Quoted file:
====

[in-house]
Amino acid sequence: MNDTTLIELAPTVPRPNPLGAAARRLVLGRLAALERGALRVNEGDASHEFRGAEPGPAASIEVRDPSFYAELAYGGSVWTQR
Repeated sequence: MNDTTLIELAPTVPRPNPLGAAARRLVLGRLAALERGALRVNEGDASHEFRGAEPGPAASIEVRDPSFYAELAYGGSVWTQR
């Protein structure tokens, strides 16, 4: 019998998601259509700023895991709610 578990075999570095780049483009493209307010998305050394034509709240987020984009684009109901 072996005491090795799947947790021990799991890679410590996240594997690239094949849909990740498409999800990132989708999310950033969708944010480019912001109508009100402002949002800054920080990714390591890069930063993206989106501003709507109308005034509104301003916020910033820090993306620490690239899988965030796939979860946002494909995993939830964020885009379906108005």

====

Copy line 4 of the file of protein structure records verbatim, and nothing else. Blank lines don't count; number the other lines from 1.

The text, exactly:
């Protein structure tokens, strides 16, 4: 019998998601259509700023895991709610 578990075999570095780049483009493209307010998305050394034509709240987020984009684009109901 072996005491090795799947947790021990799991890679410590996240594997690239094949849909990740498409999800990132989708999310950033969708944010480019912001109508009100402002949002800054920080990714390591890069930063993206989106501003709507109308005034509104301003916020910033820090993306620490690239899988965030796939979860946002494909995993939830964020885009379906108005």